• Hold a bachelor’s degree from an accredited university or college. You can hold the degree before you complete the education program and pass the exam or earn it afterward. (You have up to five years after passing to get your degree.)
  • Have financial planning experience. This can be 6,000 hours of full-time, relevant personal financial planning or 4,000 hours of apprenticeship.
  • Pass the CFP Board candidate fitness standards. To do this, you must agree to adhere to CFP Board’s ethical standards, disclose any criminal or employment termination history, and pass a background check.

For all the details about how to become a CFP® professional, check out this article.

CFP® Certification Benefits

Like the AAMS® designation, the benefits of earning the CFP® mark include a rewarding career that involves a relatively low investment ($7,000 for the course work plus exam fees) compared to the tuition for an MBA or other credentials. The most common careers include financial planner, wealth advisor, estate planning specialist, trading and research associate, financial consultant, financial representative, or financial analyst. If you want to become a branch manager at a financial firm, CFP® certification can help you achieve that level in your organization as well.

AAMS® vs. CFP® Mark: How to Choose

The AAMS® designation is respected as an achievement milestone. If you would like to quickly earn a credential to demonstrate your asset investment expertise to clients and employers, the AAMS® program takes less than three months to complete. If you are in training to become a personal financial planner, earning your AAMS® can put you on the path to an entry-level position.

The CFP® mark is highly respected in the industry, and it can open many doors for you in your career. Firms know that CFP® professionals are preferred by clients. In fact, a recent CFP Board study revealed that 69 percent of surveyed consumers said they would insist that their financial planners have the CFP® certification. As a result, many companies will offer financial assistance to employees interested in earning the CFP® mark.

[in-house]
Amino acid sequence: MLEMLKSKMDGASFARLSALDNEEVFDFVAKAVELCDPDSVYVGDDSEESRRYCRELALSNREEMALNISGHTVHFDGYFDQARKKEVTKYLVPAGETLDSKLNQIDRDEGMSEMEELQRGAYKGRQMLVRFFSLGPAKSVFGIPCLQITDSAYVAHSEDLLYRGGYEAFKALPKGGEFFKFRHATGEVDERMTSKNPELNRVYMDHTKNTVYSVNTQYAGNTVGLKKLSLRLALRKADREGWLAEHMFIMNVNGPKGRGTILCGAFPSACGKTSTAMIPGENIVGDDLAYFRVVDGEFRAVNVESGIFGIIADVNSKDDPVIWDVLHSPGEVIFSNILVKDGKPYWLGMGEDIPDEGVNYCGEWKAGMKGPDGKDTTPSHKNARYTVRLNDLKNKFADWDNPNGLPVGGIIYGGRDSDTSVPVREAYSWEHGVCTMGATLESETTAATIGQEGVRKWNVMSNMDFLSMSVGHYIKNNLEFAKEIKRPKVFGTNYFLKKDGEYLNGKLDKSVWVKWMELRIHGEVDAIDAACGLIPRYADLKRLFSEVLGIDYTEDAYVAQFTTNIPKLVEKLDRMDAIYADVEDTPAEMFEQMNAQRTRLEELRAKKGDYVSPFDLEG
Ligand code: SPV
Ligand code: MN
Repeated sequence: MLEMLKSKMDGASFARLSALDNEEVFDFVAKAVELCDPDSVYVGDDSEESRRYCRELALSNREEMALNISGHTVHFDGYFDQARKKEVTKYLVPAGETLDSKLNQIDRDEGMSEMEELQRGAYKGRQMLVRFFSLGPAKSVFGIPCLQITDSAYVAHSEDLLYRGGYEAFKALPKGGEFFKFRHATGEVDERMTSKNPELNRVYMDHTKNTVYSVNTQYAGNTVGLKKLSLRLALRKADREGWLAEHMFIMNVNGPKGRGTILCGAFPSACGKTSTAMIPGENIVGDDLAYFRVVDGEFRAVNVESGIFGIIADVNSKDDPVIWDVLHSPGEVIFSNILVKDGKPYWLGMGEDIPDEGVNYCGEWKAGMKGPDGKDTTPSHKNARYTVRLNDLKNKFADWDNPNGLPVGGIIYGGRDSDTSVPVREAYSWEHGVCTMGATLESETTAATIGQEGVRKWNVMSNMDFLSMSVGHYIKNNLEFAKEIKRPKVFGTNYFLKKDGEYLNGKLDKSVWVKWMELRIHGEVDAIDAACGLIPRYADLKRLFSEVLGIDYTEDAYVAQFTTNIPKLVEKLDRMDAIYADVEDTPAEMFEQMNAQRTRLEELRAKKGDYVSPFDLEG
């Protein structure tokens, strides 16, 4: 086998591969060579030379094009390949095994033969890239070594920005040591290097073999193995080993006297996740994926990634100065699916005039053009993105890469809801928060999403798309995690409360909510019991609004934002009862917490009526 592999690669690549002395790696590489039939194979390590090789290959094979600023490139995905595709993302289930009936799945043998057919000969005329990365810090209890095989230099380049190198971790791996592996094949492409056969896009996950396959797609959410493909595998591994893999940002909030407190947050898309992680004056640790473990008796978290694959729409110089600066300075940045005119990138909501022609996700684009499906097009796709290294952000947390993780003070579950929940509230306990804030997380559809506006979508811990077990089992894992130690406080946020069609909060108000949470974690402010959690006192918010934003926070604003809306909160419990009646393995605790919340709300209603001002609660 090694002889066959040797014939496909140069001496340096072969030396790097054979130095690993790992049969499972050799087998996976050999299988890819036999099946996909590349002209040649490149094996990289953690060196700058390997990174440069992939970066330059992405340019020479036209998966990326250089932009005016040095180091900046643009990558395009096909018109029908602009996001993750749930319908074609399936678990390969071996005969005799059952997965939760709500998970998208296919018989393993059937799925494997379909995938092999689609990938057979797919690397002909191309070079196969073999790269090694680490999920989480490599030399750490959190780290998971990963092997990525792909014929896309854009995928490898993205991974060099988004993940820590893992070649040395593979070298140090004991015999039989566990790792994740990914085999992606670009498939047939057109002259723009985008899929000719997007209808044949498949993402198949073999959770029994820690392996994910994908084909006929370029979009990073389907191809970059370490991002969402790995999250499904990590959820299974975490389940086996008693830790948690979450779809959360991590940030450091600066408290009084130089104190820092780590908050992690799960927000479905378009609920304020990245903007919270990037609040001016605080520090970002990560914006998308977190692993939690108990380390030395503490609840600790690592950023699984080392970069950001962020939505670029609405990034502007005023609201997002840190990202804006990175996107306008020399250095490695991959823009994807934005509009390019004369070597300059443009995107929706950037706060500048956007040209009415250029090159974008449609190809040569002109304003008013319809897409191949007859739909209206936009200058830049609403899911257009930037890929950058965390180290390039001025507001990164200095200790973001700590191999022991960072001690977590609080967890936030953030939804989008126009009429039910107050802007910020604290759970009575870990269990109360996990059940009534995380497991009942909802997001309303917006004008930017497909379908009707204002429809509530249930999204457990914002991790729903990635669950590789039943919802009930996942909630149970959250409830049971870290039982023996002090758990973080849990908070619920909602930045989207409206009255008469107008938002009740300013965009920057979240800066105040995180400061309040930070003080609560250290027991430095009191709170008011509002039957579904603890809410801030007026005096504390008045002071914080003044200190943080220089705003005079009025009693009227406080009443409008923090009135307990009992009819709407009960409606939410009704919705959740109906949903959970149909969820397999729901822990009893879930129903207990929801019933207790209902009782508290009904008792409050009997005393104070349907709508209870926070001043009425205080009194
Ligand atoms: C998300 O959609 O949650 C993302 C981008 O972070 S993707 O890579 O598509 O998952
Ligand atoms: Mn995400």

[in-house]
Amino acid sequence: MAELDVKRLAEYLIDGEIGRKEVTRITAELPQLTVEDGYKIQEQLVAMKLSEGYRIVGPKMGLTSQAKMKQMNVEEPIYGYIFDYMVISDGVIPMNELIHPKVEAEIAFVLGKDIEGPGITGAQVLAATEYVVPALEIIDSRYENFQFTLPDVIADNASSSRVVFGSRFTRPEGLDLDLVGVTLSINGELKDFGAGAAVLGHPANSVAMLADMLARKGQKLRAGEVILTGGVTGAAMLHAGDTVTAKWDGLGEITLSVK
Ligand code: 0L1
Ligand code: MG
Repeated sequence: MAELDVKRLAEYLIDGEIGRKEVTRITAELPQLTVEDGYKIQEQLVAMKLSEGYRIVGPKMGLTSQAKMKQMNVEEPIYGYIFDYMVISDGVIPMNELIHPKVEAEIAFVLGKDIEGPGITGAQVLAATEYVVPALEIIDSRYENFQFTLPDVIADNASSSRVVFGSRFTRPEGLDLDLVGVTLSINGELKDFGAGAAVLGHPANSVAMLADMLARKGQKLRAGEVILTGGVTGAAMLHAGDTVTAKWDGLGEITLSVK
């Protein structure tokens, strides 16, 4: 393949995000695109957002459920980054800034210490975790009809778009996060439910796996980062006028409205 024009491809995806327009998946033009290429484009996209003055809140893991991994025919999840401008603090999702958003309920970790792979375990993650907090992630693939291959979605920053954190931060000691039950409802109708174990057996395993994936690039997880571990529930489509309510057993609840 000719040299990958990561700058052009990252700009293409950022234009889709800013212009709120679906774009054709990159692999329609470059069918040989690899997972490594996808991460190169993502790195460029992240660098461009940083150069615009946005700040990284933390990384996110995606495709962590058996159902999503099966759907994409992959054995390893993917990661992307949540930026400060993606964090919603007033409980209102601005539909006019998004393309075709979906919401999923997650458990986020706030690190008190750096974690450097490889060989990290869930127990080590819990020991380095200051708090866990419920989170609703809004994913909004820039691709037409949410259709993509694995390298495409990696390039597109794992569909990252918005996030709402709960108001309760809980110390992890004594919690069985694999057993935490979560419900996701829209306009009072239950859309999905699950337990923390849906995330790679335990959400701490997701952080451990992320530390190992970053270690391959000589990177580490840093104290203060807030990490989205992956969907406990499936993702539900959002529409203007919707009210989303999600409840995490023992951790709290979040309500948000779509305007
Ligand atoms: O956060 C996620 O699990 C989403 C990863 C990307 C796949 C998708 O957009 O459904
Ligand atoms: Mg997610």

As you ponder the benefits of each, ask yourself what your long-term goals are. If you would like to get a headstart in your financial planning career, earning the AAMS® designation is a good option. If your dream is to work in a large firm where you can apply personal financial planning knowledge and skills more broadly—and you have the time to invest in an intense program—the CFP® mark is an excellent choice.

Who Says You Have to Decide?

There is a third option: earning both the AAMS® and the CFP® mark. Many financial planners and advisors start with the AAMS® designation. Then, after gaining experience in the field, they enroll in the CFP® program and earn that credential. In fact, AAMS® designees receive credit for the completion of FP511 in the CFFP CFP® certification education program. This allows you to save both time and money.

Performing well in the AAMS® designation program and on the exam also increases your odds of passing the CFP® exam. A study by CFFP that was submitted to the 2019 Annual Meeting Academy of Financial Services shows that students who did well (either an A or B grade) in the AAMS® program had a good chance of doing well in the CFP® program. Testing out of two courses offered by CFFP and performing better in the CFP® program are two powerful arguments for earning your AAMS® before your CFP® mark.

Ready to Get Started?

Get your financial planning career on the right track. Learn more about our CFP® certification packages here, or explore the AAMS® program.

Free eBook: Is CFP® Certification Right for You?

Are you considering CFP® certification, but are unsure if you can handle it? Get a sneak peak at the beginning of the College for Financial Planning®a Kaplan Company education program to get a feel for whether CFP® certification is the right fit for you. This free eBook will provide you with information about the financial planning process learned in FP 511: General Financial Planning Principles, Professional Conduct, and Regulation. It also includes several analytical problems that will allow you to apply your knowledge to real-life scenarios.